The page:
Simplicity often eludes practitioners of this profession.   From the perceived movement of the sun in the sky to an understanding of how heat moves through matter and the air, I have found many practitioners to find these facts to be unimportant and beneath their concern.   With the resurgent interest in energy use of building and sustainability these simple principles are becoming an area of concern and interest within the profession.  Learning the fundamental principles of environmental control systems requires no special mental ability, but developing a true conception of them takes careful study aided with continual observation of the world around you.  When students are encouraged to incorporate what they are learning with their personal experience they are more likely to create a lasting understanding of the subject.  I have found the students I have taught to be interested in the subject, but have often struggled with the integration of the concepts into their design projects.  When I have been able to work with the students to reinforce and incorporate the principles into their design work they develop a more complete grasp of the subject matter.  The successful integration and application of environmental control systems into the profession practice of architecture is my continual goal.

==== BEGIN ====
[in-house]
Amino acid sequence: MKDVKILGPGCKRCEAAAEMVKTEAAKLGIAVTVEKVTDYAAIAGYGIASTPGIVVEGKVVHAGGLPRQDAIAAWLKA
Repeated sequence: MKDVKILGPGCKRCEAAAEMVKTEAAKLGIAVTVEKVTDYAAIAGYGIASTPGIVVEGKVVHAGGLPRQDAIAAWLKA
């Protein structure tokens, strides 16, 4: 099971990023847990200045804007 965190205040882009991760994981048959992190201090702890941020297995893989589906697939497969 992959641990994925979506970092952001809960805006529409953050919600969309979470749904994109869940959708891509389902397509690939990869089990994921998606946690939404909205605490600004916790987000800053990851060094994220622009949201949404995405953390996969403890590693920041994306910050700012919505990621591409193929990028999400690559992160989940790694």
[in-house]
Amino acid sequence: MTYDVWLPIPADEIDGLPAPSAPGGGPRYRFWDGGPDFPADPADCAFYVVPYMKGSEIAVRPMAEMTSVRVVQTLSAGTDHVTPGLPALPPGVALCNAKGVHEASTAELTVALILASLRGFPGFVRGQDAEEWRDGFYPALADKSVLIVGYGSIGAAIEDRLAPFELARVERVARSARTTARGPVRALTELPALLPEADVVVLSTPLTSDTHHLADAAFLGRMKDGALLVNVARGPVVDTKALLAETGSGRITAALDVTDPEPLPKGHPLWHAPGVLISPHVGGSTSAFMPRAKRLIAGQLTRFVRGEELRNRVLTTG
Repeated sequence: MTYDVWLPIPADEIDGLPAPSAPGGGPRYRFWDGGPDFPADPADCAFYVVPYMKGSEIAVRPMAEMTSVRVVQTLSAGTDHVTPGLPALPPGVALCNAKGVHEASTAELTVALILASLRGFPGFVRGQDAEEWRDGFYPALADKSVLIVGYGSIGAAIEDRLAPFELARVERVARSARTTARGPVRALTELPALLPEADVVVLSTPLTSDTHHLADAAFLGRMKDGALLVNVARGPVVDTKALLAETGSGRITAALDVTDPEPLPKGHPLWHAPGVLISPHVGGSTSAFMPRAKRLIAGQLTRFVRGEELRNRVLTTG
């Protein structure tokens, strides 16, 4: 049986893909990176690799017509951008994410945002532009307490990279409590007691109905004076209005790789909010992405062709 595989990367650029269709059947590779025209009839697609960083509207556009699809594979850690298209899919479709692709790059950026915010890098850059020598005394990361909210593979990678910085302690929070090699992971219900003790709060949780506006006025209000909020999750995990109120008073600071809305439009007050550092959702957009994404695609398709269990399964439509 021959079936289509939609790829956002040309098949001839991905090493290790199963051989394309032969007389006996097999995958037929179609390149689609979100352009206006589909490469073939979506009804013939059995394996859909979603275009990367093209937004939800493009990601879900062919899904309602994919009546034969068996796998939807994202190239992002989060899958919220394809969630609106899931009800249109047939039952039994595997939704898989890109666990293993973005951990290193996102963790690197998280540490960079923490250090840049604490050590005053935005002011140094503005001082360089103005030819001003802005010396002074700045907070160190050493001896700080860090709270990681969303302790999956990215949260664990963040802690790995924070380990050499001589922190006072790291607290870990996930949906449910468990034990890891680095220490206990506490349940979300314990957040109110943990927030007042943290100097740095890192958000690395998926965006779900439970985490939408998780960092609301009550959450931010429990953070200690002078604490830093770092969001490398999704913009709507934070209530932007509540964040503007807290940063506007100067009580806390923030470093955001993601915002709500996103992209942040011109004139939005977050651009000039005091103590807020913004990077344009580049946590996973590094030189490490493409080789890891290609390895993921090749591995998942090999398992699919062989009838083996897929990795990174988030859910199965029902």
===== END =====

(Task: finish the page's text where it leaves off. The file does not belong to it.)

• Professor Nader Chalfoun, Lecturer Colby Moeller, and recent graduate Ivan Gaxilola (MS.Arch 2016) have published “... Read More
  • Ivan Camacho, Professor Nader Chalfoun, and Colby Moeller (Architecture) will be presenting at the 3rd International... Read More
  • SoA Assistant Lecturer Colby Moeller is proud to announce the birth of daughter Adelaide Grace Moeller, born... Read More
Colby Moeller's picture

Assistant Lecturer
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Curriculum Vitae
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Shade structure on south side of Moeller / Farkas Residence.  Designed to shade south facing windows while allowing passive solar gain in winter and blocking direct gain from Spring Equinox thru Summer to Fall Equinox.  Incorporates custom tube steel brackets to support steel trellis with perforated stainless panels for durability and admiattance of diffuse light.

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Outdoor room for a private residence in Tucson, AZ.  Designed to maximize daylight and natural ventilation for both visual and thermal comfort.

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PARK(ing) Day 2008, Student project to fabricate a shade structure for bike parking in car parking space on University of Arizona Campus.  Student team members:  Dani Alvarez, Paul Frederickson, Mike Farley, Ezra Roati, Kevin Garrison, Rauli Lehtinen, Tyler Jorgenson, Dalal Alqattan, Evan Shallcross 

"PARK(ing) Day" is a Registered Servicemark of REBAR Group, Inc

Faculty member: 

Central American Education and Environment Fund (CAFE), Metapan, El Salvador.  Design and Feasibilty study.  Classroom buildings conditioned only with natural ventilation.